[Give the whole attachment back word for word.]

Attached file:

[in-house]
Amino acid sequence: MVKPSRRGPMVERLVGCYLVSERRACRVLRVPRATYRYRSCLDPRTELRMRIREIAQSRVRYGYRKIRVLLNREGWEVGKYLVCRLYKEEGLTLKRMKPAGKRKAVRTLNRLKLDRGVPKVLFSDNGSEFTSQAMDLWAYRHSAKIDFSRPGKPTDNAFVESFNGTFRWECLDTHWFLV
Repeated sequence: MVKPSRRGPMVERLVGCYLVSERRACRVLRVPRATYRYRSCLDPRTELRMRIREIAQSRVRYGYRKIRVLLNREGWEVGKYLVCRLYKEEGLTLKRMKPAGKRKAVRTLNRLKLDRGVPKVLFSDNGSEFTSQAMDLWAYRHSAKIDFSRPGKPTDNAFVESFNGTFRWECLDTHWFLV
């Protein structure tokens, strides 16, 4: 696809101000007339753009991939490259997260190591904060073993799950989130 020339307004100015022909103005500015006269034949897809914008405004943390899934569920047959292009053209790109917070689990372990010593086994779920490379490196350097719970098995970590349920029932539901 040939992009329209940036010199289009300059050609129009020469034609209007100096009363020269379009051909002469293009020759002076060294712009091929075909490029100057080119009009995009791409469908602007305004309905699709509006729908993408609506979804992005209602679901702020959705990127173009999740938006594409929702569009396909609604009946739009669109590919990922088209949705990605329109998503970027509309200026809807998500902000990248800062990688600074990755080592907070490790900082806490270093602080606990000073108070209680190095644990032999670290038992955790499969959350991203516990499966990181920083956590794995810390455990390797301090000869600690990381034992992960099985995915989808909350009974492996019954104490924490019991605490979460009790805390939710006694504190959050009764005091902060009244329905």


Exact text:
[in-house]
Amino acid sequence: MVKPSRRGPMVERLVGCYLVSERRACRVLRVPRATYRYRSCLDPRTELRMRIREIAQSRVRYGYRKIRVLLNREGWEVGKYLVCRLYKEEGLTLKRMKPAGKRKAVRTLNRLKLDRGVPKVLFSDNGSEFTSQAMDLWAYRHSAKIDFSRPGKPTDNAFVESFNGTFRWECLDTHWFLV
Repeated sequence: MVKPSRRGPMVERLVGCYLVSERRACRVLRVPRATYRYRSCLDPRTELRMRIREIAQSRVRYGYRKIRVLLNREGWEVGKYLVCRLYKEEGLTLKRMKPAGKRKAVRTLNRLKLDRGVPKVLFSDNGSEFTSQAMDLWAYRHSAKIDFSRPGKPTDNAFVESFNGTFRWECLDTHWFLV
């Protein structure tokens, strides 16, 4: 696809101000007339753009991939490259997260190591904060073993799950989130 020339307004100015022909103005500015006269034949897809914008405004943390899934569920047959292009053209790109917070689990372990010593086994779920490379490196350097719970098995970590349920029932539901 040939992009329209940036010199289009300059050609129009020469034609209007100096009363020269379009051909002469293009020759002076060294712009091929075909490029100057080119009009995009791409469908602007305004309905699709509006729908993408609506979804992005209602679901702020959705990127173009999740938006594409929702569009396909609604009946739009669109590919990922088209949705990605329109998503970027509309200026809807998500902000990248800062990688600074990755080592907070490790900082806490270093602080606990000073108070209680190095644990032999670290038992955790499969959350991203516990499966990181920083956590794995810390455990390797301090000869600690990381034992992960099985995915989808909350009974492996019954104490924490019991605490979460009790805390939710006694504190959050009764005091902060009244329905």